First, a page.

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Women's awareness of ovarian cancer risk factors and symptoms in Western Iran in 2020–2021



This study aimed to investigate awareness of women living in the western region of Iran about warning signs and risk factors for ovarian cancer.


This cross-sectional, descriptive-analytical study was conducted in Sanandaj and Kermanshah, Iran, 2020 and 2021. In this study, 1081 women aged 18–70 years were selected as the sample to fill out the electronic version of the Ovarian Cancer Awareness Measure (OCAM) to identify the significant variables of ovarian cancer warning signs and risk factors. The obtained data were statistically analyzed by descriptive statistics and ordinal logistic regression in SPSS 19.


In this study, 60.9% of the participants had medium awareness of the subject. The results indicated that participants with higher educational attainment (P < 0.05) and those with a history of cancer (P < 0.001) showed higher knowledge of cancer. The lowest level of awareness of symptoms was associated with acute symptoms such as dysphagia (swallowing problems) most days, persistent bloating, a sense of abdominal fullness or heaviness, and frequent urination. Moreover, the lowest awareness of risk factors was related to the history of IVF treatments and the application of talcum powder to the genital area.


The study findings showed that women living in the western region of Iran have moderate awareness of ovarian cancer and insufficient knowledge of cancer warning signs; this suggests that it is necessary to train Iranian women to raise awareness of the signs and risk factors for ovarian cancer.

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Ovarian cancer is the third most common cancer and the third leading cause of cancer death among women in Low/Medium HDI Countries; it is considered one of the deadliest cancers. This disease affected 313,959 women and took the lives of 207,252 women worldwide in 2020. The most recent estimates reveal that the number of new cases of ovarian cancer per year will reach 371,000 by 2035; in addition, the number of women diagnosed with this disease will increase by 47% to 434,184 associated deaths reach 293,039 by 2040 [1]. Ovarian cancer is the most common gynecological cancer affecting women in Iran. In 2020, the number of deaths related to ovarian cancer in Iran was 1269, which was high compared with the 1966 newly diagnosed cases [2].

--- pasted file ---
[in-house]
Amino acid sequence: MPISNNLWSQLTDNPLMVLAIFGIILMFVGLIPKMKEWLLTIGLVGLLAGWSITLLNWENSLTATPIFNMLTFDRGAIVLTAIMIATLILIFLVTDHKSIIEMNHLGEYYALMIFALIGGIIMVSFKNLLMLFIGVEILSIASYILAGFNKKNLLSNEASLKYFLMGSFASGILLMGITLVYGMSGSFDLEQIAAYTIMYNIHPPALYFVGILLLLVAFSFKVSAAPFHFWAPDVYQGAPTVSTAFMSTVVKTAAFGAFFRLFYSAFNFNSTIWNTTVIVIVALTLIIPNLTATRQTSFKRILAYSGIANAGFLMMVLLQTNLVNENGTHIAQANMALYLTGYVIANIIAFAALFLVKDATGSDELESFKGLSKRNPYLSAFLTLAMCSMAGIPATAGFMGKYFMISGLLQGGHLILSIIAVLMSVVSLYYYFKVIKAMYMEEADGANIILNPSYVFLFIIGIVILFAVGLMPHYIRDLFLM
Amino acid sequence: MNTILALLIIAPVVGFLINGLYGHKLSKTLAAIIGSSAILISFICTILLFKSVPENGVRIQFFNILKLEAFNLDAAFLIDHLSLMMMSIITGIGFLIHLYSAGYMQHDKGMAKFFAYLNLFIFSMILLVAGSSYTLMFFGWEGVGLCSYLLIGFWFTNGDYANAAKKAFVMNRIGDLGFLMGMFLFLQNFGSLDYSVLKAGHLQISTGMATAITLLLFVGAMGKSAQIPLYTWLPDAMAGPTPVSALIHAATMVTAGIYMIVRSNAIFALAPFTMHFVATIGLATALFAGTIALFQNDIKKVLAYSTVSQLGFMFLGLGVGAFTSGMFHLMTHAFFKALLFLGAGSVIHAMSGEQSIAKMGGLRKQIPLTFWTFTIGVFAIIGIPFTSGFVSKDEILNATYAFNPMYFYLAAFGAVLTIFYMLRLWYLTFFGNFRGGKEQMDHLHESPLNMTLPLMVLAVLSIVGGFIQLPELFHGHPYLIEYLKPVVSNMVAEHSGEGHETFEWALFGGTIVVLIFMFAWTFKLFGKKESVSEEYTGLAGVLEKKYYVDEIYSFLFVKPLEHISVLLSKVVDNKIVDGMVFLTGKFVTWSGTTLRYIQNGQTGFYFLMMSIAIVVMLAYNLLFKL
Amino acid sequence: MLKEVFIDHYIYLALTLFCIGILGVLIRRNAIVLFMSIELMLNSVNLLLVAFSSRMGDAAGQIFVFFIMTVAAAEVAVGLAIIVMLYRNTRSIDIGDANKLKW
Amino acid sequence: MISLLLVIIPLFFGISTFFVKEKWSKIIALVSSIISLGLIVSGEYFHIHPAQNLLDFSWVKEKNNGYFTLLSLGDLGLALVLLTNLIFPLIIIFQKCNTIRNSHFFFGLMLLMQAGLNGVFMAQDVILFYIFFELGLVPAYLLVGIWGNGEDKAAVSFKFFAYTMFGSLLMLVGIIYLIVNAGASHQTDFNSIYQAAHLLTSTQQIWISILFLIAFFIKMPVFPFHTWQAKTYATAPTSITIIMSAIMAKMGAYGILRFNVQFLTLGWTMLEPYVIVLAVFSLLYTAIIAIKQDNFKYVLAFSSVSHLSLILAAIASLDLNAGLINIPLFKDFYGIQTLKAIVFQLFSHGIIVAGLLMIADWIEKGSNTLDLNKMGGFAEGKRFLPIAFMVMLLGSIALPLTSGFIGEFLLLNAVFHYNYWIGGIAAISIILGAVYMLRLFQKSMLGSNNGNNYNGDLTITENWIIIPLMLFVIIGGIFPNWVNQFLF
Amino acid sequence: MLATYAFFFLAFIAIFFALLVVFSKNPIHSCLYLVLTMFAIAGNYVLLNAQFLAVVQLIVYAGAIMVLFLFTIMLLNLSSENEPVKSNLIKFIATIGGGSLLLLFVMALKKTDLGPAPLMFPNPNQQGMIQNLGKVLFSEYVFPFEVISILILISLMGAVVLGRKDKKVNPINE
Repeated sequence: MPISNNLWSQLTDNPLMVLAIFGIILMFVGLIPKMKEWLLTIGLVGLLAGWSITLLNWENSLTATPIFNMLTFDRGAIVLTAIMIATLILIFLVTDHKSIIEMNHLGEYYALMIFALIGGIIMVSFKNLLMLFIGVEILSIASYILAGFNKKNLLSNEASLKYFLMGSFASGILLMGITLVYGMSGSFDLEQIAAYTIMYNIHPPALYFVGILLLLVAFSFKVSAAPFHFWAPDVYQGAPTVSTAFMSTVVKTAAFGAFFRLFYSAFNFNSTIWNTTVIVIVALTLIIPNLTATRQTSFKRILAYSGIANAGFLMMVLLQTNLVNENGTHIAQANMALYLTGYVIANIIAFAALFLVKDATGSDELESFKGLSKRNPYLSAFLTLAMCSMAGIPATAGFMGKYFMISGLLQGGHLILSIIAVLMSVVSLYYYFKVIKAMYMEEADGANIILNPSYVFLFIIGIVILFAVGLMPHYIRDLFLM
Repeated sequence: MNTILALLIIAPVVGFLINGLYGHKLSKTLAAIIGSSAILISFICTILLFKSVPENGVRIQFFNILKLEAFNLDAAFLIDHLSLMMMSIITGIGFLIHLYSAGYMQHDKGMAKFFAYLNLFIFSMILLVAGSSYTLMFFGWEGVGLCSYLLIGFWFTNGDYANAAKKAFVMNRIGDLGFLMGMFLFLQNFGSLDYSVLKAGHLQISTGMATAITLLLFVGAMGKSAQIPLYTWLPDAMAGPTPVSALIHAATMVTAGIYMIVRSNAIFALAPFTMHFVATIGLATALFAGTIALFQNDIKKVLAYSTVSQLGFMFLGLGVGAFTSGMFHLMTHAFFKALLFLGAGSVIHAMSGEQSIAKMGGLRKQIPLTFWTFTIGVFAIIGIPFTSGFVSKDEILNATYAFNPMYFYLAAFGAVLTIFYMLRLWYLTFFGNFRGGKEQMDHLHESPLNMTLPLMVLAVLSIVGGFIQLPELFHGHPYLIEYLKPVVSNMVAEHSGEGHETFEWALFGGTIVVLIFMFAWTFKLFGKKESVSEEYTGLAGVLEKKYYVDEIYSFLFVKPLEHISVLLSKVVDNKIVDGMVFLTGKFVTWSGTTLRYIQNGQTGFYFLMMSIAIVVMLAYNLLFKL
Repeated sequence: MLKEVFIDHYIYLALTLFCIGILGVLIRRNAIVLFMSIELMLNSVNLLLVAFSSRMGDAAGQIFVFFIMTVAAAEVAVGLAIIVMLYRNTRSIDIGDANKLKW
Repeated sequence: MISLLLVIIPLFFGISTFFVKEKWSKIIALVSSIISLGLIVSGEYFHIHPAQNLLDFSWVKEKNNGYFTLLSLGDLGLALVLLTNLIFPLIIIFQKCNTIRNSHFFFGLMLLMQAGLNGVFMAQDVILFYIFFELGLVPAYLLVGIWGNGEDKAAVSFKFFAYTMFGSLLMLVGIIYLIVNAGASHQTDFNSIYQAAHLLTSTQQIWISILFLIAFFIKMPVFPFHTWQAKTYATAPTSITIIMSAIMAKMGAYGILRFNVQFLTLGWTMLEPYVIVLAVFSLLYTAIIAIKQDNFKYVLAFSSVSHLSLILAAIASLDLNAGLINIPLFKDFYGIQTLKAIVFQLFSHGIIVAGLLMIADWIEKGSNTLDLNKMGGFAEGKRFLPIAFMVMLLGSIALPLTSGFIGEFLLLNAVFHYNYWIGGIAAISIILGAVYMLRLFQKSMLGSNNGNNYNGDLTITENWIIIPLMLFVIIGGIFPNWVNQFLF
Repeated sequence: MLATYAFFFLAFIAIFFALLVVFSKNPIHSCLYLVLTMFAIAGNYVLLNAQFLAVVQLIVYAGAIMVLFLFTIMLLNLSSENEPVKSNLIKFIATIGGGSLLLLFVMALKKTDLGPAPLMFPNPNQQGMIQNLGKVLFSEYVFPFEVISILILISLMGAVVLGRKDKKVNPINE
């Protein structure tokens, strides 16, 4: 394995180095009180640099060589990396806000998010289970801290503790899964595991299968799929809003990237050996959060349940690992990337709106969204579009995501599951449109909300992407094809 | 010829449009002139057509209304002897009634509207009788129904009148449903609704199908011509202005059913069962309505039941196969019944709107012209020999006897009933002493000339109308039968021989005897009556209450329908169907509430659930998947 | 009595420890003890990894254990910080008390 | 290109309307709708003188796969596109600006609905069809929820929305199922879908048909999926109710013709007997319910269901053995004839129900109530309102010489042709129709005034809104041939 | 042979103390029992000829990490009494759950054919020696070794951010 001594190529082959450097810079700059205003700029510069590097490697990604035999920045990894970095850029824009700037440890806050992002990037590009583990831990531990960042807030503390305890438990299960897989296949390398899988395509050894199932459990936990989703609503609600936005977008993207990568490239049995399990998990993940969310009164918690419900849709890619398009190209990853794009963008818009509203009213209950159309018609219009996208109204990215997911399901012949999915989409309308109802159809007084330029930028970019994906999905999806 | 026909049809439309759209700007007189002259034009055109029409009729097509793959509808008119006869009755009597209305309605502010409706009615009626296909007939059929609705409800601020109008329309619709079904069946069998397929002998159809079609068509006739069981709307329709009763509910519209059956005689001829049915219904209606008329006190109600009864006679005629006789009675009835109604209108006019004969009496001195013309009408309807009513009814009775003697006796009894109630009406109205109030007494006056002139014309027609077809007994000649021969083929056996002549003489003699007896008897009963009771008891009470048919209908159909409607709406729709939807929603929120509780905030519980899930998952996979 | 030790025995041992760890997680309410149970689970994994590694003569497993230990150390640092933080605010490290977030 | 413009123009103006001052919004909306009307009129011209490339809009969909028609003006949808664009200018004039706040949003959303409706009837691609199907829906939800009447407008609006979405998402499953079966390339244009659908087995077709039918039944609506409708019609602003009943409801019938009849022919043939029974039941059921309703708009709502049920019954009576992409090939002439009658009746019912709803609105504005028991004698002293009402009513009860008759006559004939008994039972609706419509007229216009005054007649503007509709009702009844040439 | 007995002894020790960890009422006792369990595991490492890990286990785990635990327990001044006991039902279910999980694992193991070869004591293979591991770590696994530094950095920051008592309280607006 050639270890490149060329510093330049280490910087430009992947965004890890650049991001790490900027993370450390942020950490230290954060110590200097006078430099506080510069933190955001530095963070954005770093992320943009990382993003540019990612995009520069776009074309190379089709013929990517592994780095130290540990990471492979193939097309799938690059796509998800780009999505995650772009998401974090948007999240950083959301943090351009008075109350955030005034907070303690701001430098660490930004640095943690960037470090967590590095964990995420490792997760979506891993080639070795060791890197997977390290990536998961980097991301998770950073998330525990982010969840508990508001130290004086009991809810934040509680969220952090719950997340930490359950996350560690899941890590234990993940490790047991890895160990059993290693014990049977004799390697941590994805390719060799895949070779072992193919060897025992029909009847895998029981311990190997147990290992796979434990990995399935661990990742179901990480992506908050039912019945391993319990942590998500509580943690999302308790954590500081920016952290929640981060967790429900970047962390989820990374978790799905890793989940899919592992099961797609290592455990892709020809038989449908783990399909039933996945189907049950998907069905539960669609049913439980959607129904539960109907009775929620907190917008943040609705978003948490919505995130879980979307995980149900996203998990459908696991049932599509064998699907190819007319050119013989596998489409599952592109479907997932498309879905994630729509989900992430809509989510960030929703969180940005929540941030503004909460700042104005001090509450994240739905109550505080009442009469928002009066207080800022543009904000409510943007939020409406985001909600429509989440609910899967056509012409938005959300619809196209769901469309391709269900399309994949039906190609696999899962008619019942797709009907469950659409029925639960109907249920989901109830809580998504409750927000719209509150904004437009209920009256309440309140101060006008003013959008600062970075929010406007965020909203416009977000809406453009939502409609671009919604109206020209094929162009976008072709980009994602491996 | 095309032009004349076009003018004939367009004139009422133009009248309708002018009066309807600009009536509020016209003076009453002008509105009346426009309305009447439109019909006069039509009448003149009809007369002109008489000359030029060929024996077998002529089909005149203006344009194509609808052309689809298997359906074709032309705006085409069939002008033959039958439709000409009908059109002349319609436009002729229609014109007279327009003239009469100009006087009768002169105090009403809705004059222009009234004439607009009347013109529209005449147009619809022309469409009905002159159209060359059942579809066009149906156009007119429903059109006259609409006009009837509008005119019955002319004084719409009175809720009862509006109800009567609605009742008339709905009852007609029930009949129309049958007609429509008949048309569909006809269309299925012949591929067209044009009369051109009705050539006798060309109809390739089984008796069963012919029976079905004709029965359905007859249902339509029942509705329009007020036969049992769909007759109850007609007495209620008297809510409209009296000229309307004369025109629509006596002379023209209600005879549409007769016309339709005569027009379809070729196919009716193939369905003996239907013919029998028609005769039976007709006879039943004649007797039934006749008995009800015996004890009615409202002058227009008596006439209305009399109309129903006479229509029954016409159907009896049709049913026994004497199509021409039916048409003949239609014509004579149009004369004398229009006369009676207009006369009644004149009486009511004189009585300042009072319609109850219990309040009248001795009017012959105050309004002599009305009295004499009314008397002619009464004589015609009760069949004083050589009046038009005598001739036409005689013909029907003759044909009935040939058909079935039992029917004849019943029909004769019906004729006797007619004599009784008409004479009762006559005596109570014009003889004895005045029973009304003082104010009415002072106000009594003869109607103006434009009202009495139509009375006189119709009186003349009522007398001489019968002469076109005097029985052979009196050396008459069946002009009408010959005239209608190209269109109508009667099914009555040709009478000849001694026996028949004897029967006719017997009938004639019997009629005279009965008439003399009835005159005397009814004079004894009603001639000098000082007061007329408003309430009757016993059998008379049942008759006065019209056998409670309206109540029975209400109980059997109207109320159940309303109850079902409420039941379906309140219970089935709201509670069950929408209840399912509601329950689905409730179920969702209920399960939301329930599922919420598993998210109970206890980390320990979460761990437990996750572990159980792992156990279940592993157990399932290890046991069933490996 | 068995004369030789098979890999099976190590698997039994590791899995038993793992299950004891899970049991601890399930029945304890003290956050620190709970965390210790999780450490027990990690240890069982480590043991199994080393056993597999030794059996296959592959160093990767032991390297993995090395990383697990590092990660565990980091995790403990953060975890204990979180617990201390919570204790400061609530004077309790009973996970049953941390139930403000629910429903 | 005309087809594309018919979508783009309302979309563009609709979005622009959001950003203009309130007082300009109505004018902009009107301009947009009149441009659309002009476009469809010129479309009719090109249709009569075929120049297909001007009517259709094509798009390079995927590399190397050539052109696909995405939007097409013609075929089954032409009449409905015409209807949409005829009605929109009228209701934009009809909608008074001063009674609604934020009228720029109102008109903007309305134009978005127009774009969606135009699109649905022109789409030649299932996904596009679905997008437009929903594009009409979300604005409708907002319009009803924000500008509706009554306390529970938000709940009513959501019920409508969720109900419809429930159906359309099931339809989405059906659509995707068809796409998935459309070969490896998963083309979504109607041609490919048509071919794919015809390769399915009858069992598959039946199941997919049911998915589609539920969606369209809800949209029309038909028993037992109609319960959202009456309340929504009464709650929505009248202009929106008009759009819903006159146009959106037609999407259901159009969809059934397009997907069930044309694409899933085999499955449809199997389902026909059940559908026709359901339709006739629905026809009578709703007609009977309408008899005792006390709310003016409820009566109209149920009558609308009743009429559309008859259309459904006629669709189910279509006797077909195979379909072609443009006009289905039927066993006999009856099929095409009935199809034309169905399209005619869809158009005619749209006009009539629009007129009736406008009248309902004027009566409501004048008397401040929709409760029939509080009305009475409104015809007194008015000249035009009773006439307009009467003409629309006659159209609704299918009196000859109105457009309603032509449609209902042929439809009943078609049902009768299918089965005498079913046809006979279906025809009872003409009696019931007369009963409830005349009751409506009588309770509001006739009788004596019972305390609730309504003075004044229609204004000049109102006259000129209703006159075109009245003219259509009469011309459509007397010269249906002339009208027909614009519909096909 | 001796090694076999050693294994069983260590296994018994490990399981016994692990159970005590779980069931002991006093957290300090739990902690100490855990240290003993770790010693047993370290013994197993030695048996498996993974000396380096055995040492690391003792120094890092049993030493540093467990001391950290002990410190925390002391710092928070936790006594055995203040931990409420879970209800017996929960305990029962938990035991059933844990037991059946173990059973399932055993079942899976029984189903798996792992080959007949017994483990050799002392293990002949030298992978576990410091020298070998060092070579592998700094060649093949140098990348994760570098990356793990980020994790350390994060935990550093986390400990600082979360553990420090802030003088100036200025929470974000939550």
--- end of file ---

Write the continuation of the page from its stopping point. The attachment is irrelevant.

A variety of factors cause ovarian cancer, including lifestyle, environmental and genetic factors [3] Sharifian et al. reported that ovarian cancer's prevalence and mortality rate had an ascending trend in Iran from 1999 to 2013 [4]. Although the prevalence of ovarian cancer is still low in Iran, the rising trend of obesity, physical inactivity, unhealthy diet, older age of menopause, decreasing parity, and lactation are some factors that may increase cancer's prevalence in the future [5]. Although the incidence of ovarian cancer appears to be lower than that of breast cancer, it is three times more lethal [6]. Most women with ovarian cancer (approximately 75%) are diagnosed when cancer progresses to a more complicated treatment stage. Since cancer prognosis and survival rates differ depending on the stage of the disease when diagnosed, the prognosis and survival rates improve if the disease is diagnosed as early as possible [7].

Currently, the best biological diagnostic tool seems to be a combination of CA125 and HE4 levels to predict the risk of ovarian cancer in patients suspected of having benign ovarian tumors [8]. However, there is no Diagnostic method that meets the requirements for the early detection of ovarian cancer in the general population [9].

Contrary to popular belief, there is ample evidence that ovarian cancer has warning signs and symptoms, referred to as a "key message." Raising public awareness of ovarian cancer can be helpful in early diagnosis, and adequate knowledge of the disease's risk factors can help women recognize symptoms and encourage them to seek and adhere to medical treatments [10]. One of the primary reasons for the late diagnosis of cancer is the lack of general knowledge about cancer's early signs and symptoms [11].

Increasing women's awareness of cancer symptoms and risk factors while the incidence of its growth can effectively prevent that progression and reduce the cost of treatment imposed on the healthcare system [12]. Raising awareness and attitude, social norms, or self-efficacy can significantly alter behavior to improve lifestyle, modify ovarian cancer risk factors, and reduce the potential gap between being a sign and diagnosing ovarian cancer in women [13].

According to a literature review, no study has been conducted in Iran to assess the level of knowledge about ovarian cancer. Most studies on ovarian cancer in Iran have focused on the prevalence and risk factors.